4. Boston College vs. 13. Alaska - 11:30 AM MT Sat. (ESPN-U Tape Delay)
5. North Dakota vs. 9. Yale - 3 PM MT Sat. (ESPN-U)
Sunday morning the NCAA Ice Hockey Selection Show will be on at 9:30 AM MT on ESPN2.
Yesterday, NCAA Ice Hockey Tournament Chairman Bill Bellerose traveled to Indianapolis to watch the games with the NCAA national office staff and select the teams and put together the NCAA Tournament bracket once the games were over last night. His Committee will then discuss the Regional Brackets via Conference Call.
The Committee will take the conference champions from each of the six conferences and then go down the Pairwise computer rankings and determine the 10 best at-large teams. DU is the #2 team in the Pairwise Rankings.
The goal of the Committee is to put together the bracket trying to have the best tournament possible. This entails building attendance at each of the venues, while trying to enhance the student-athlete experience. None of the four schools that are hosting regionals will make the tournament, therefore they will try and protect the top four seeds as much as possible.
The Committee will get on a conference call on Saturday night to go through all of these discussions in order to bracket the 16 teams. On Sunday morning they will wake up early to review what was discussed Saturday night to see if anyone thought of a way to tweak the bracket that we didn't think of the night before. Once we are finished with the bracket, They will get on a conference call, along with the NCAA national office staff, with the talent for the ESPN selection show and explain to them how we arrived at the bracket. This gives us a chance to educate the talent and at the same time enable them to ask any questions which will ultimately inform the viewers.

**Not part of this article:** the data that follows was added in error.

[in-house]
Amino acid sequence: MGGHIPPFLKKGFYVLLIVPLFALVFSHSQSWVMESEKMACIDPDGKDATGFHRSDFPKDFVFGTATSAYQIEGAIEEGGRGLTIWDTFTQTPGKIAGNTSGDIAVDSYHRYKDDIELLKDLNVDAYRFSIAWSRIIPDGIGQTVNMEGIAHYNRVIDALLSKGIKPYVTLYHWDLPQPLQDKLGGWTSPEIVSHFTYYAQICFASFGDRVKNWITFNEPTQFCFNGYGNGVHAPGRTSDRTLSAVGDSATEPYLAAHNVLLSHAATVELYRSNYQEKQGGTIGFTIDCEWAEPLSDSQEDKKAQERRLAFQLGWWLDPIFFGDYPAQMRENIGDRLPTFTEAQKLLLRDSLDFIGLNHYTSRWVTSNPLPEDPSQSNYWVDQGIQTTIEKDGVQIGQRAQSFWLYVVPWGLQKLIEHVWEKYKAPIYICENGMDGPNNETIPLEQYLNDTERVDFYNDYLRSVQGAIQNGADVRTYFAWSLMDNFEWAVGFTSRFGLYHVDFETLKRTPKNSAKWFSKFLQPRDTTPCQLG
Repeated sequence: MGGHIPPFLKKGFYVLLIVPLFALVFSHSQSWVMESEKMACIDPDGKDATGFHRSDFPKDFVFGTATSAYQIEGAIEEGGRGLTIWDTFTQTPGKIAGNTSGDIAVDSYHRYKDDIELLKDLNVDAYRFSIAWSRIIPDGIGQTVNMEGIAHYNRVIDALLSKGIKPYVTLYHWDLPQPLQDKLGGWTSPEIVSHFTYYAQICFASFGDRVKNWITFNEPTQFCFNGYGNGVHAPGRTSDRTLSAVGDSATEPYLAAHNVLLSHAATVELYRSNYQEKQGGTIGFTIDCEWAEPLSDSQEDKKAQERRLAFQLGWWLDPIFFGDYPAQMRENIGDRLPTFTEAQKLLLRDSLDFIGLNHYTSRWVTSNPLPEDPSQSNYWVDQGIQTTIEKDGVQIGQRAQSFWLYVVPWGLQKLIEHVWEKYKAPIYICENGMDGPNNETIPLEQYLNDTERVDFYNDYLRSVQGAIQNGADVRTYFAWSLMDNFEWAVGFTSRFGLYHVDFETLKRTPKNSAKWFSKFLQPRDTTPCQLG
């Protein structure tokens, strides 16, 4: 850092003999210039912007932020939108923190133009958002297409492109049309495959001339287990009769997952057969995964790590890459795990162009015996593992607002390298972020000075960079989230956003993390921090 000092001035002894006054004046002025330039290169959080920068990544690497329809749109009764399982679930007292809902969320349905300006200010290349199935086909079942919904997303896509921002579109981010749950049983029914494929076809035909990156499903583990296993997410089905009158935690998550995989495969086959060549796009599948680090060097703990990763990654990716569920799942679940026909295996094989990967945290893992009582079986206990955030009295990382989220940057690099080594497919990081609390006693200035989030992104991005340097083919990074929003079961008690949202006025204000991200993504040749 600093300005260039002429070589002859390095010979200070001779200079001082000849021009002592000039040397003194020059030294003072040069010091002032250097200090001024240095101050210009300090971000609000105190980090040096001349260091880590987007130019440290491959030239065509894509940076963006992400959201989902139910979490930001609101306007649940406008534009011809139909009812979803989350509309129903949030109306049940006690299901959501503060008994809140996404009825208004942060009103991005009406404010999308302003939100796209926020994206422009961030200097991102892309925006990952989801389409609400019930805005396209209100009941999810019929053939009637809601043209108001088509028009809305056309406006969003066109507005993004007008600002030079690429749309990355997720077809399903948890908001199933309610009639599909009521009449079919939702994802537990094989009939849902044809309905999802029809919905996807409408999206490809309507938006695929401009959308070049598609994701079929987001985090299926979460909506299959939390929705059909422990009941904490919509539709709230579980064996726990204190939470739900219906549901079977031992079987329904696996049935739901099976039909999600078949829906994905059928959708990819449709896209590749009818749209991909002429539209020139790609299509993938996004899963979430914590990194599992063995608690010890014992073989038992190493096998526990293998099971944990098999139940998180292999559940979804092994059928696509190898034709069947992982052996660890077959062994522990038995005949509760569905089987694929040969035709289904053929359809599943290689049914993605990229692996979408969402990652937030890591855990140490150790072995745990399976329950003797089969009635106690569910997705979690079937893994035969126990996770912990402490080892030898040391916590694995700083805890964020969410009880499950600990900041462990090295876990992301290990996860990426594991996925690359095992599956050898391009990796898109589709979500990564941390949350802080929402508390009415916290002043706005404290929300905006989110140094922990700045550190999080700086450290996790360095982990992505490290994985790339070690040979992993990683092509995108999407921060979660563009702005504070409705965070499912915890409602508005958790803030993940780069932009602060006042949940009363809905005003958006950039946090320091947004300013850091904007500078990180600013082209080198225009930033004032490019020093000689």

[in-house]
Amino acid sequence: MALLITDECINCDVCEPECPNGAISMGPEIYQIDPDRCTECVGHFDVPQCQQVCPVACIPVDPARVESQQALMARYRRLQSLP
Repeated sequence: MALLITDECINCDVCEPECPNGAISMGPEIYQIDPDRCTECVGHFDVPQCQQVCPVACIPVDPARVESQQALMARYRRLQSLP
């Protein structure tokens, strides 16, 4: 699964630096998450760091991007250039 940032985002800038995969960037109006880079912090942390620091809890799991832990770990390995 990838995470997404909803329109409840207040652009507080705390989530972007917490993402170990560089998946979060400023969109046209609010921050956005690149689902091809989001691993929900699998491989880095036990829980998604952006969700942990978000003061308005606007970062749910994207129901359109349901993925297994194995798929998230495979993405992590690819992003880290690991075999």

Midwest (Fort Wayne)
1. Miami vs. 16. Alabama-Huntsville
8. Bemidji State vs. 12. Michigan
2. Denver vs. 15. RIT
7. Cornell vs. 11. New Hampshire
West (St. Paul)
3. Wisconsin vs. 14. Vermont
6. St. Cloud State vs. 10. Northern Michigan
4. Boston College vs. 13. Alaska
5. North Dakota vs. 9. Yale
In other news...